The three-dimensional conformations of the phenobarbital and N-methylphenobarbital molecules are similar to that of phenytoin. Both compounds possess a phenyl ring and are active against partial seizures.

Mechanism of Action

The exact mechanism of action of phenobarbital is unknown, but enhancement of inhibitory processes and diminution of excitatory transmission probably contribute significantly. Recent data indicate that phenobarbital may selectively suppress abnormal neurons. Like phenytoin, phenobarbital suppresses high-frequency repetitive firing in neurons in culture through an action on Na+ conductance, but only at high concentrations. Also at high concentrations, barbiturates block some Ca2+ currents (L-type and N-type). Phenobarbital binds to an allosteric regulatory site on the GABAA receptor, and it enhances the GABA receptor-mediated current by prolonging the openings of the Cl channels (see Chapter 22). Phenobarbital can also decrease excitatory responses. An effect on glutamate release is probably more significant than blockade of AMPA responses (see Chapter 21). Both the enhancement of GABA-mediated inhibition and the reduction of glutamate-mediated excitation are seen with therapeutically relevant concentrations of phenobarbital.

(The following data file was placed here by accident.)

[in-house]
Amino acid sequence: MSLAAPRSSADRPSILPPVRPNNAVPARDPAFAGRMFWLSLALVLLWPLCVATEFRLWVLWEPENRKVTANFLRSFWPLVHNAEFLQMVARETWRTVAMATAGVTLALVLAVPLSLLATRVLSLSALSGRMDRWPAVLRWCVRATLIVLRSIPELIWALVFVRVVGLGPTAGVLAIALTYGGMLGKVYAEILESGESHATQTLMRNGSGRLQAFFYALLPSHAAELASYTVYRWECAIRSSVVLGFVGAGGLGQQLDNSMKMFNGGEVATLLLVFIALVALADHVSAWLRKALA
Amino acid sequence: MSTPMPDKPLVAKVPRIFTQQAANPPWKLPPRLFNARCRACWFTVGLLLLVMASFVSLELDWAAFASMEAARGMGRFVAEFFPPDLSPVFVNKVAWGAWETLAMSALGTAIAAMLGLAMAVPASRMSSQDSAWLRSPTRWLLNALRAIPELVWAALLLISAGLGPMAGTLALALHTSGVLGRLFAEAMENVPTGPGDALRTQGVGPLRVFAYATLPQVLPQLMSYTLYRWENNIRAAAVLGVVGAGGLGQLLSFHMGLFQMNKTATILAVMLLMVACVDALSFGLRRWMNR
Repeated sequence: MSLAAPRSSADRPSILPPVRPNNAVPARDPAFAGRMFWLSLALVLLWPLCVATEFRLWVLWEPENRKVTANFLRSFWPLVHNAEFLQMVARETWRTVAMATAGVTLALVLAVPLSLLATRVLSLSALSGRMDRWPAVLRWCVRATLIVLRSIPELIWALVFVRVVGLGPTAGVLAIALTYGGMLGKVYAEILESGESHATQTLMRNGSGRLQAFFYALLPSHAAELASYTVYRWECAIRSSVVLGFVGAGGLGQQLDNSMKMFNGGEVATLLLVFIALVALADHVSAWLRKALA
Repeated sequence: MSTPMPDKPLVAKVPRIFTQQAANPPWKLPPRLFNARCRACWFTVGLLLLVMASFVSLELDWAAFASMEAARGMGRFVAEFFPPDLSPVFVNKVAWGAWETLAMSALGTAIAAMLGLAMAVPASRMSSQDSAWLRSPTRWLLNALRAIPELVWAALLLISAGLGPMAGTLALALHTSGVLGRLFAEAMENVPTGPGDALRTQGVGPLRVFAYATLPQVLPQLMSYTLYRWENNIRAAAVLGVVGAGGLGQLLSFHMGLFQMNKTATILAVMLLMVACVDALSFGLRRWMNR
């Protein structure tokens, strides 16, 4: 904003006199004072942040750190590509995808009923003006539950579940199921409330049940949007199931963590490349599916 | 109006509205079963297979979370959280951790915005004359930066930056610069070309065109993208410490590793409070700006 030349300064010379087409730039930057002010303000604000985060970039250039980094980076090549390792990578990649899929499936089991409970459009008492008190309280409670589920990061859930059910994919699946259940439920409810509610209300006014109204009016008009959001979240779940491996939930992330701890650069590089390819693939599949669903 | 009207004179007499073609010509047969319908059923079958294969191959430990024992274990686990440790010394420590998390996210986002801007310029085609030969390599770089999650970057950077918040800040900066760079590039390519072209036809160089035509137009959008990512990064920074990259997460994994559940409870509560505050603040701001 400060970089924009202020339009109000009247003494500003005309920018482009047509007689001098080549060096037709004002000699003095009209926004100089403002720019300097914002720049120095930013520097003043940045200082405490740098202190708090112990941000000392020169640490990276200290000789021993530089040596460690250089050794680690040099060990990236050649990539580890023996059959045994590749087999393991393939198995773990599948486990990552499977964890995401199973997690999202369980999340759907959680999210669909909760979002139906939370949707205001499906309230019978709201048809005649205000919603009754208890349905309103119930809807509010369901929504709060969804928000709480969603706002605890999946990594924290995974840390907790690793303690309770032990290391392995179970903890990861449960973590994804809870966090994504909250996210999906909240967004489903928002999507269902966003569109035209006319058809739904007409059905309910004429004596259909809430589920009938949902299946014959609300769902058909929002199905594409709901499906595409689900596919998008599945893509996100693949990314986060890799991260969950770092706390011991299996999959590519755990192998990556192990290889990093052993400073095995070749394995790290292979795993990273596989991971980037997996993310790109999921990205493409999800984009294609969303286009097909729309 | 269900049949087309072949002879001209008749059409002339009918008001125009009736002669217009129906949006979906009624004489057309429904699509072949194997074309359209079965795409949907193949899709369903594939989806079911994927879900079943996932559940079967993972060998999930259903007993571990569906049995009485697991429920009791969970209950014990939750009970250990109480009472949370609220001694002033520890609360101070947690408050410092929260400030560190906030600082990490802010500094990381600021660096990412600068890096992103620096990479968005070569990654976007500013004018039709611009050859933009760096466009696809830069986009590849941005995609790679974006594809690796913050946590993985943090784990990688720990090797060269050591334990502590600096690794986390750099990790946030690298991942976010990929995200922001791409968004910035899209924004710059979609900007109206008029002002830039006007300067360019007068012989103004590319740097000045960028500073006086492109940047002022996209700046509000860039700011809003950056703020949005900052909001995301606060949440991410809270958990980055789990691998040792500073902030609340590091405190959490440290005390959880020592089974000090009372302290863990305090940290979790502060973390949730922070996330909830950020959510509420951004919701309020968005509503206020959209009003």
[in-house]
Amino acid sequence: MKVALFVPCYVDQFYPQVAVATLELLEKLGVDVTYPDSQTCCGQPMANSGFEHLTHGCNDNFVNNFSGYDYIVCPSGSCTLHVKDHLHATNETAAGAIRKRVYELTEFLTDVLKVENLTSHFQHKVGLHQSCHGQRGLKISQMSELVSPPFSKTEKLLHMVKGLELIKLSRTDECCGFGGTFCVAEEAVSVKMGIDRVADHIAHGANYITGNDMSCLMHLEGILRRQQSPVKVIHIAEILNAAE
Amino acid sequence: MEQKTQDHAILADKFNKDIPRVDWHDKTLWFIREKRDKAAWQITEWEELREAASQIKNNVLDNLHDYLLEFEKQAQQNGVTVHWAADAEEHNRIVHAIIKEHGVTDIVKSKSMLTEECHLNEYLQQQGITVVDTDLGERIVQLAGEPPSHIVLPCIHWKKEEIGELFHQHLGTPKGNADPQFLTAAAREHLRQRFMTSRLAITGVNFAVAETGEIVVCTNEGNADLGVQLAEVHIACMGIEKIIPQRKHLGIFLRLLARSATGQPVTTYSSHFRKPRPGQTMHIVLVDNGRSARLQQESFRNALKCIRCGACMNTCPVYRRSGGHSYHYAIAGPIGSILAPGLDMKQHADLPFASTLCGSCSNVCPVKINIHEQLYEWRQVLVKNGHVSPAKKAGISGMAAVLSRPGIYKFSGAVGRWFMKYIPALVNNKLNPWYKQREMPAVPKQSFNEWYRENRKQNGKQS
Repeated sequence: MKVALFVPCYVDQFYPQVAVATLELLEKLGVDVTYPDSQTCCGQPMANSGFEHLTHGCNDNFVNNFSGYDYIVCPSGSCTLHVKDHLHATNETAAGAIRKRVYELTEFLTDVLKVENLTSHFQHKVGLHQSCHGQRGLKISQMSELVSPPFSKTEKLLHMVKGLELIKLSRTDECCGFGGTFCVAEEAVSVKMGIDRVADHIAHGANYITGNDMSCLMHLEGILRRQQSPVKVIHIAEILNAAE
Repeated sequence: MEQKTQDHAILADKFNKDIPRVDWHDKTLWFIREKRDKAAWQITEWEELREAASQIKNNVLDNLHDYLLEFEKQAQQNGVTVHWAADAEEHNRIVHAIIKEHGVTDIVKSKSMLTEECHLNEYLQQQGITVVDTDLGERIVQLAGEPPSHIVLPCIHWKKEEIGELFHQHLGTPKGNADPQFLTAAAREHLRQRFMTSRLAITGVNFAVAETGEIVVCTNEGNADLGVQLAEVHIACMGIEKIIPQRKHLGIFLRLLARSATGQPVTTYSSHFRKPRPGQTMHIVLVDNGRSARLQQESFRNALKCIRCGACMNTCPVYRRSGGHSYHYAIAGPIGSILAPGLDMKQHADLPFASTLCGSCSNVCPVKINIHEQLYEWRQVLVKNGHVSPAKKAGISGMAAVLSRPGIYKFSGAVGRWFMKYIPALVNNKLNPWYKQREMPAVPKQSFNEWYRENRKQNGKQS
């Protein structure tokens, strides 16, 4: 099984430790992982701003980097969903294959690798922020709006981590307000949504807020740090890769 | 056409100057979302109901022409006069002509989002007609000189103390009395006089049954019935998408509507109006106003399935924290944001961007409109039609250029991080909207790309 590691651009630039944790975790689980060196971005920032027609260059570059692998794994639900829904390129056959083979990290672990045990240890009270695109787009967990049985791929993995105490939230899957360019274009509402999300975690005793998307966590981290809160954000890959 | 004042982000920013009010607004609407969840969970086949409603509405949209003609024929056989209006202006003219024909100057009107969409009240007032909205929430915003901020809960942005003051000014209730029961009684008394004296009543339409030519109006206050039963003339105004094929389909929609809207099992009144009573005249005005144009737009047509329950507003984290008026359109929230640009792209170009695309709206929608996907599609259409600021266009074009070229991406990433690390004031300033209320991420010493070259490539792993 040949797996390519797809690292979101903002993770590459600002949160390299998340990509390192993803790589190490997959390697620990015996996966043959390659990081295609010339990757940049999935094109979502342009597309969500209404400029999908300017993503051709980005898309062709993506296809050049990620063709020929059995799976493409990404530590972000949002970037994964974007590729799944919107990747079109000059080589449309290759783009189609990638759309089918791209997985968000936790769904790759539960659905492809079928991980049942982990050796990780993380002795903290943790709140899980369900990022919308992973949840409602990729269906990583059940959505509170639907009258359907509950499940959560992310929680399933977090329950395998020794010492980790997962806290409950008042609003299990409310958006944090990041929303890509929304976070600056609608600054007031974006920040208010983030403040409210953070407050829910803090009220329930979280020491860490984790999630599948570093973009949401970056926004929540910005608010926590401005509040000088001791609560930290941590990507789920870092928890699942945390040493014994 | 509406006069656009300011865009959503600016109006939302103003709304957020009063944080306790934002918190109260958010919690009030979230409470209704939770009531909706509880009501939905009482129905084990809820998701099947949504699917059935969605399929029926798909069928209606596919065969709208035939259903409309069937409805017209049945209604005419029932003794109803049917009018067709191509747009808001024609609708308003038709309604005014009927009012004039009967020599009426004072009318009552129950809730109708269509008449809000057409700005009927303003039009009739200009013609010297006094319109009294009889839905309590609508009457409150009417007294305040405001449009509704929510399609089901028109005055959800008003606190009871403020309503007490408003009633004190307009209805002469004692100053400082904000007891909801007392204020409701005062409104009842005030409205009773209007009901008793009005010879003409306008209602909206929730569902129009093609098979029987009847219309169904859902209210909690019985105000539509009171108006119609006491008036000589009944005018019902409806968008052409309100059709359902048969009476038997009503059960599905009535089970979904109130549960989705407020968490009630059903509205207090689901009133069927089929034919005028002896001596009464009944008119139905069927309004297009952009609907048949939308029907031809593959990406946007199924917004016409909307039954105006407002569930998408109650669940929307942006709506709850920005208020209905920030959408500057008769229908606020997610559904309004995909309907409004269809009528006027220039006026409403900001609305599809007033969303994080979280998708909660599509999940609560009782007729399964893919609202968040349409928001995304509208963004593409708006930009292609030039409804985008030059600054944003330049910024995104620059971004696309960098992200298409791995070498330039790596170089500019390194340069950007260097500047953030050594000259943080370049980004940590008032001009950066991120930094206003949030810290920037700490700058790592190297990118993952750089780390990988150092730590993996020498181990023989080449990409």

Clinical Uses

Phenobarbital is useful in the treatment of partial seizures and generalized tonic-clonic seizures, although the drug is often tried for virtually every seizure type, especially when attacks are difficult to control. There is little evidence for its effectiveness in generalized seizures such as absence, atonic attacks, and infantile spasms; it may worsen certain patients with these seizure types.

Some physicians prefer either metharbital (no longer readily available) or mephobarbital (especially the latter) to phenobarbital because of supposed decreased adverse effects. Only anecdotal data are available to support such comparisons.

Pharmacokinetics, Therapeutic Levels, & Dosage

For pharmacokinetics, drug interactions, and toxicity of phenobarbital, see Chapter 22.